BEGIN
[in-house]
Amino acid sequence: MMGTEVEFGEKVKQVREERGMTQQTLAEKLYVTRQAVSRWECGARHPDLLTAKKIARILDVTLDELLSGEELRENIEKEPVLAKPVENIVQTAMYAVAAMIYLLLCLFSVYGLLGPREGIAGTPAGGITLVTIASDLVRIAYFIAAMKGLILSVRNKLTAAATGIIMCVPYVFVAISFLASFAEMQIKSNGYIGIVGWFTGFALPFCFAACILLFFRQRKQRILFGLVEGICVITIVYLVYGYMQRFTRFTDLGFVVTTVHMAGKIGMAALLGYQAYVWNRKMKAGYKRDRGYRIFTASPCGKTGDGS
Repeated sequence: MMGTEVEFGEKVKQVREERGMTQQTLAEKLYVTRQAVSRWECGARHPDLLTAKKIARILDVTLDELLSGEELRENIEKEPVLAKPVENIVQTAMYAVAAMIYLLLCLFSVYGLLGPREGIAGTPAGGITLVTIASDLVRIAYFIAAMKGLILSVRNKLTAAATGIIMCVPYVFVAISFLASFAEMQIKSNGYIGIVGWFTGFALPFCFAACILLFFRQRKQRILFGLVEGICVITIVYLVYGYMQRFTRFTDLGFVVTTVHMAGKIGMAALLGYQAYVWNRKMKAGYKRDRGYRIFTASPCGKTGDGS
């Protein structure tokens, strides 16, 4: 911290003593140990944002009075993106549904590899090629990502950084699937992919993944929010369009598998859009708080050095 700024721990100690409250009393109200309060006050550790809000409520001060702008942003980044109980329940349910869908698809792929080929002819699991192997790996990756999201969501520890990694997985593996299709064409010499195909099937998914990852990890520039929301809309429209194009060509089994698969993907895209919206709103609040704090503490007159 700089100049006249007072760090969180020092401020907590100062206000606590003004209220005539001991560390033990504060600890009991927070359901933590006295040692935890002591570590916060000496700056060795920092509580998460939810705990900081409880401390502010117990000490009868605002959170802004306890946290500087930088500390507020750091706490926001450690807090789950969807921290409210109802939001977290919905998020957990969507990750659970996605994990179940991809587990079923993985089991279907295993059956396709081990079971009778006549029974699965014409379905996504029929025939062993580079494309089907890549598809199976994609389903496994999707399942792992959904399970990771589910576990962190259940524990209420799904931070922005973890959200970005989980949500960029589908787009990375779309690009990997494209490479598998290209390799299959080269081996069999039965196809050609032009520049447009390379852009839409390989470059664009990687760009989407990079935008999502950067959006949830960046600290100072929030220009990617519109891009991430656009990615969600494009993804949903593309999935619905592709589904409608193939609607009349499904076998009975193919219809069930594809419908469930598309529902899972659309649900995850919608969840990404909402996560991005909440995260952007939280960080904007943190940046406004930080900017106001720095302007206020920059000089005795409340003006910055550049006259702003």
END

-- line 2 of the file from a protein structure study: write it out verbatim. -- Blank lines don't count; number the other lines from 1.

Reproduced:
Amino acid sequence: MMGTEVEFGEKVKQVREERGMTQQTLAEKLYVTRQAVSRWECGARHPDLLTAKKIARILDVTLDELLSGEELRENIEKEPVLAKPVENIVQTAMYAVAAMIYLLLCLFSVYGLLGPREGIAGTPAGGITLVTIASDLVRIAYFIAAMKGLILSVRNKLTAAATGIIMCVPYVFVAISFLASFAEMQIKSNGYIGIVGWFTGFALPFCFAACILLFFRQRKQRILFGLVEGICVITIVYLVYGYMQRFTRFTDLGFVVTTVHMAGKIGMAALLGYQAYVWNRKMKAGYKRDRGYRIFTASPCGKTGDGS